This presentation highlights the implications of introducing more varied forms of practitioners and labor into humanities departments, drawing on experiences collaborating with individuals (oral historians, public librarians, community archivists, filmmakers) and creating alternate forms of knowledge (crowdsourced archives, digital art installations, augmented reality tours). In order to reach particular publics as potential collaborators, audiences, participants, and even creators and instigators of digital projects, we must reimagine the forms and networks that our production of knowledge have traditionally inhabited.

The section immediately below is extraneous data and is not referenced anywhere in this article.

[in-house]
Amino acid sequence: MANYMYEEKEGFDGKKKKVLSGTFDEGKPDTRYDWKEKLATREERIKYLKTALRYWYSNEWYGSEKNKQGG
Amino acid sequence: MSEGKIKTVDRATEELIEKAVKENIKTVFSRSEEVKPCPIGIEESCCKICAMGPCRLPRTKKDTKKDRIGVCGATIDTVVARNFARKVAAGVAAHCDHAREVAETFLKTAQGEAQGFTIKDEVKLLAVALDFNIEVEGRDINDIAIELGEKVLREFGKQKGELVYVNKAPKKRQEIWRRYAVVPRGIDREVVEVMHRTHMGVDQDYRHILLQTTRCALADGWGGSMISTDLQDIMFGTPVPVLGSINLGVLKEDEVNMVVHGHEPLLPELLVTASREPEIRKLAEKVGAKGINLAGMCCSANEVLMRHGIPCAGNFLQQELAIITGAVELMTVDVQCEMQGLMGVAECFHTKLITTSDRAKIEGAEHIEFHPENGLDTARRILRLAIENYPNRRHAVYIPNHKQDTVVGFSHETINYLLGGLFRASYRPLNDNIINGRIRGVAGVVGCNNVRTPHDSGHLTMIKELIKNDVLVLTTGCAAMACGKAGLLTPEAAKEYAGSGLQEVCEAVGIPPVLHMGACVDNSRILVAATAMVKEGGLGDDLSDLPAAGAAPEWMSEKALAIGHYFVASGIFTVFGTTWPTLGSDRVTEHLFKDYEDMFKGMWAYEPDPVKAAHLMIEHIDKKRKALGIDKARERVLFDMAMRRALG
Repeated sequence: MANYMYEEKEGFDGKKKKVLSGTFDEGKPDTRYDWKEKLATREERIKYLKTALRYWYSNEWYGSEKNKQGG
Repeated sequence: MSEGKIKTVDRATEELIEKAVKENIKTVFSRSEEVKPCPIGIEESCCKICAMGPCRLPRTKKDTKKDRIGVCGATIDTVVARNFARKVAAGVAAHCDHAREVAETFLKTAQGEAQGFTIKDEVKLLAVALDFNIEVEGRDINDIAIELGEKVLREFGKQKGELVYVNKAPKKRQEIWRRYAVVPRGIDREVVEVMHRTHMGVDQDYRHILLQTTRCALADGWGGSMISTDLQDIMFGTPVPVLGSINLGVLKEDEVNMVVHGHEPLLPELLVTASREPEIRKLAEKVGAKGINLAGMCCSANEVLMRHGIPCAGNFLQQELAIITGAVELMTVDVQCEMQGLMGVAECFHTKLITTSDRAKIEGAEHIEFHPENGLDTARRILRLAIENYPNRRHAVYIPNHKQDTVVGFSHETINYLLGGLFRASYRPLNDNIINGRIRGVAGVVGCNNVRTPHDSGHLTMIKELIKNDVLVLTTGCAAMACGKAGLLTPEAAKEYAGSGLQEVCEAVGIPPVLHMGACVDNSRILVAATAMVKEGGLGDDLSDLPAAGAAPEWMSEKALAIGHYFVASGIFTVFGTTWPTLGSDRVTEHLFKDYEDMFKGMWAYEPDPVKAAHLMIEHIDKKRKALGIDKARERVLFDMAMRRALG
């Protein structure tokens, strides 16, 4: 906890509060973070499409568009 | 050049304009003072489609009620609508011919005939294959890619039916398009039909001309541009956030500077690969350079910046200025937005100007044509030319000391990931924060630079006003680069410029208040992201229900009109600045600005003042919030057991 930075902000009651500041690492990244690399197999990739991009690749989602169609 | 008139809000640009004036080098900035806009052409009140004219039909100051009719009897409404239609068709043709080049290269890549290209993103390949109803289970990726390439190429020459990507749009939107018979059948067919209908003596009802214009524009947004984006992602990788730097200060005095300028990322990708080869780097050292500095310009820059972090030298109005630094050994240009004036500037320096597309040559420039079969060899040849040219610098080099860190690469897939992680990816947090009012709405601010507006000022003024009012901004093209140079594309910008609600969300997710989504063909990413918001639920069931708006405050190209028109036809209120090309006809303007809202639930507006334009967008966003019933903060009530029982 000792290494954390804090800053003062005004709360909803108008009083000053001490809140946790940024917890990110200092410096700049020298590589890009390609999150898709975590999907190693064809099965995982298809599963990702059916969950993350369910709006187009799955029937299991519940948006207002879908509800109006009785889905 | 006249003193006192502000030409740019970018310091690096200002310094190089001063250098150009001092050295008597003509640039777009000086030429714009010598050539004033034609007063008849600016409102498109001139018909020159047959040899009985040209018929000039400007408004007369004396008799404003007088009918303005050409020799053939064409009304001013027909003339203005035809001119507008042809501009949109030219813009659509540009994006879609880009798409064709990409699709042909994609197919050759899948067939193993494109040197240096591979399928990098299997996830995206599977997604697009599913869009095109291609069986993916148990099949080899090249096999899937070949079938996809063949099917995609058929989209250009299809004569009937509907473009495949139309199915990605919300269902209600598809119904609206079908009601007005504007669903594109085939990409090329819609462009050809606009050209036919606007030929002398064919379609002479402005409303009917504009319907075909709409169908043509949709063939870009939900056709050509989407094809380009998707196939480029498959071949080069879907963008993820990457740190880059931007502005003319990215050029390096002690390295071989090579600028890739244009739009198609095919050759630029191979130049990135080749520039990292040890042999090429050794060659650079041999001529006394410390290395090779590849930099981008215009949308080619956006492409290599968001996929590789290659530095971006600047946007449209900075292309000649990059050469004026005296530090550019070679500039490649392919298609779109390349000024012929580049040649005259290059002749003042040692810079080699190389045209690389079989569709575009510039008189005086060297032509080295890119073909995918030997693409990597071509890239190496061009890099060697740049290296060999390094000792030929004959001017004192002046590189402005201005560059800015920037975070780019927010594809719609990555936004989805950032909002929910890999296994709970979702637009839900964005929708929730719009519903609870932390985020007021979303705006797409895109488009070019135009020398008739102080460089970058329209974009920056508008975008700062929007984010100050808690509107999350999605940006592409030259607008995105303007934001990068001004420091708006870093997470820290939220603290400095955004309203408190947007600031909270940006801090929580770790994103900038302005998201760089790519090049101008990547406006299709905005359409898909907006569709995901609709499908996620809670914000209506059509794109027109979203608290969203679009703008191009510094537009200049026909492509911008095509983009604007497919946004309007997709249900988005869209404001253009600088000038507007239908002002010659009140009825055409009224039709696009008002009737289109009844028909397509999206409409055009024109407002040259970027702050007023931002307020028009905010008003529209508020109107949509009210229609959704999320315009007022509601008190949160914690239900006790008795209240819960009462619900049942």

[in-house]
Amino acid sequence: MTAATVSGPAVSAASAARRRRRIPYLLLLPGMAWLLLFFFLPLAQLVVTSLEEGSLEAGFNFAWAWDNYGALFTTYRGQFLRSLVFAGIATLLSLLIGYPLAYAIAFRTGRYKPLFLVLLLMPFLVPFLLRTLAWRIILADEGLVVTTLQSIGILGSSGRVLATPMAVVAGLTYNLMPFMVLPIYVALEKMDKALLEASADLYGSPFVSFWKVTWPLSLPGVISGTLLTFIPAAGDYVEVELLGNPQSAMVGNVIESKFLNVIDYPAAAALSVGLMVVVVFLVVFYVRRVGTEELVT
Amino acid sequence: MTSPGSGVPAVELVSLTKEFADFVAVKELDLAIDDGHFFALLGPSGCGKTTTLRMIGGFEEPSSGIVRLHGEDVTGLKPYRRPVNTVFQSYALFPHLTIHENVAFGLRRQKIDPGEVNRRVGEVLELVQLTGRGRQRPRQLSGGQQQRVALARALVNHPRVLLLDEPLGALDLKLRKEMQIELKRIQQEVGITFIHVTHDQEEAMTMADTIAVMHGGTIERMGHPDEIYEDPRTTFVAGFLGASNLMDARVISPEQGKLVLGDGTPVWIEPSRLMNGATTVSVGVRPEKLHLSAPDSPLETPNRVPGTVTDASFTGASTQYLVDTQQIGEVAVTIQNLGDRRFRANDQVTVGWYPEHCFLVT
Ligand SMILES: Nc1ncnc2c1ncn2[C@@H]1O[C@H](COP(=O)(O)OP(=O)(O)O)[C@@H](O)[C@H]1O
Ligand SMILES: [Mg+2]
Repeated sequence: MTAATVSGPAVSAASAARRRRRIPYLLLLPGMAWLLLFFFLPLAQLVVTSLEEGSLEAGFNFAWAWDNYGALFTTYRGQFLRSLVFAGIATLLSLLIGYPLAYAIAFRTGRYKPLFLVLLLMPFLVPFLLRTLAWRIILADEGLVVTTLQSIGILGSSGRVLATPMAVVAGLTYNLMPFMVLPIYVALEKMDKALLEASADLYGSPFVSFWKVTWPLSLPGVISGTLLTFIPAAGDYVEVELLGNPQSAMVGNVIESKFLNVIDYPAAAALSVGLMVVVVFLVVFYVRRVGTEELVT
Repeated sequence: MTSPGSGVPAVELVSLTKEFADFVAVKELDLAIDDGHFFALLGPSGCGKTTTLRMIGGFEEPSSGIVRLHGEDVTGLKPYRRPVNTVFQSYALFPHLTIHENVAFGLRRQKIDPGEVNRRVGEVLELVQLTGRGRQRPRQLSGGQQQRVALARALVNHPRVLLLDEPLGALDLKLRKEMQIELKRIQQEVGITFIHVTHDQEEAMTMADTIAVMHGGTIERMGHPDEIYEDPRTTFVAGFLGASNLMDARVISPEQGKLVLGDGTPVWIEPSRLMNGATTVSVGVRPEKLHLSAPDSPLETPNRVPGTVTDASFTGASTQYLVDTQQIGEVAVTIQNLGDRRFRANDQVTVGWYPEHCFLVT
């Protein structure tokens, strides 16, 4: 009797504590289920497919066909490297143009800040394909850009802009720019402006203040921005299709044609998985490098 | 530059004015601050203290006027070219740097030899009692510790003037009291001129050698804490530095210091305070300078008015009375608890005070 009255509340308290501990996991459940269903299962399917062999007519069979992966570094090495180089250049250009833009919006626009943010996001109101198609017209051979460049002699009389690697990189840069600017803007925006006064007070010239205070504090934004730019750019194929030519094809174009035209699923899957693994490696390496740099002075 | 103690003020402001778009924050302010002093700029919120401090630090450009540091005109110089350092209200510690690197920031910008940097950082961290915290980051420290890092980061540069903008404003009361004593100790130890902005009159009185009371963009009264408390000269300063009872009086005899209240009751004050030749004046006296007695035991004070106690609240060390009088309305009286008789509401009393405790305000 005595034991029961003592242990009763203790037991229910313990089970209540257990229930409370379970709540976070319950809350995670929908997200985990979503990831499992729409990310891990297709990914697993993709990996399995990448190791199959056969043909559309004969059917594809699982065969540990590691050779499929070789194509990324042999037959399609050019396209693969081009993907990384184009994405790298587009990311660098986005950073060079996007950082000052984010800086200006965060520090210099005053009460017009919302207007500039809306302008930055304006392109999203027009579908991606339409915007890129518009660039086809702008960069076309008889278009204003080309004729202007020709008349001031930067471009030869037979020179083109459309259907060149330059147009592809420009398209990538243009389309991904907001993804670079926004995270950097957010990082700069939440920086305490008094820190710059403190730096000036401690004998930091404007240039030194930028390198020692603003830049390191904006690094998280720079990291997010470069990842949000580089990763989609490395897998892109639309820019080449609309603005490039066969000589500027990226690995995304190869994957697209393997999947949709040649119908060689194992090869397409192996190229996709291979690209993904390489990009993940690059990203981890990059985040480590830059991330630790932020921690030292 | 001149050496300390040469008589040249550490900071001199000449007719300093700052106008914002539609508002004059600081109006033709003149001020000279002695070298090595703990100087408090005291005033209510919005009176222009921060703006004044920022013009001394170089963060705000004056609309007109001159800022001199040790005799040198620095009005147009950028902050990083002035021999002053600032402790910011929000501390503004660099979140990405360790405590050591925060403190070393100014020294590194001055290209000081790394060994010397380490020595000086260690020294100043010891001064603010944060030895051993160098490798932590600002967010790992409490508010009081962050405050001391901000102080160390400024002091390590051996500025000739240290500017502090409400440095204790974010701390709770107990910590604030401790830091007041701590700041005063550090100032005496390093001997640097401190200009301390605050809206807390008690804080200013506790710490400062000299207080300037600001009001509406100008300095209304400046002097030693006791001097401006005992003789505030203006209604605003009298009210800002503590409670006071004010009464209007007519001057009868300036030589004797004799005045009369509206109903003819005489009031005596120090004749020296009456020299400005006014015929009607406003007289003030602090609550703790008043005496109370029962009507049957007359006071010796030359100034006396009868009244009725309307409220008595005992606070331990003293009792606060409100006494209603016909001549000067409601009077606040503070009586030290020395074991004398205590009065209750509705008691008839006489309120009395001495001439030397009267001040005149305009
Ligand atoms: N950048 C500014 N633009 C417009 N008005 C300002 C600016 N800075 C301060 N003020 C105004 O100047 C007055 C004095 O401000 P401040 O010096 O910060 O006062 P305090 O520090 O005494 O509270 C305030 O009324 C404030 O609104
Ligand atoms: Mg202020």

Paper 4: Sustainability in the Digital Humanities (Christina Boyles, Trinity College)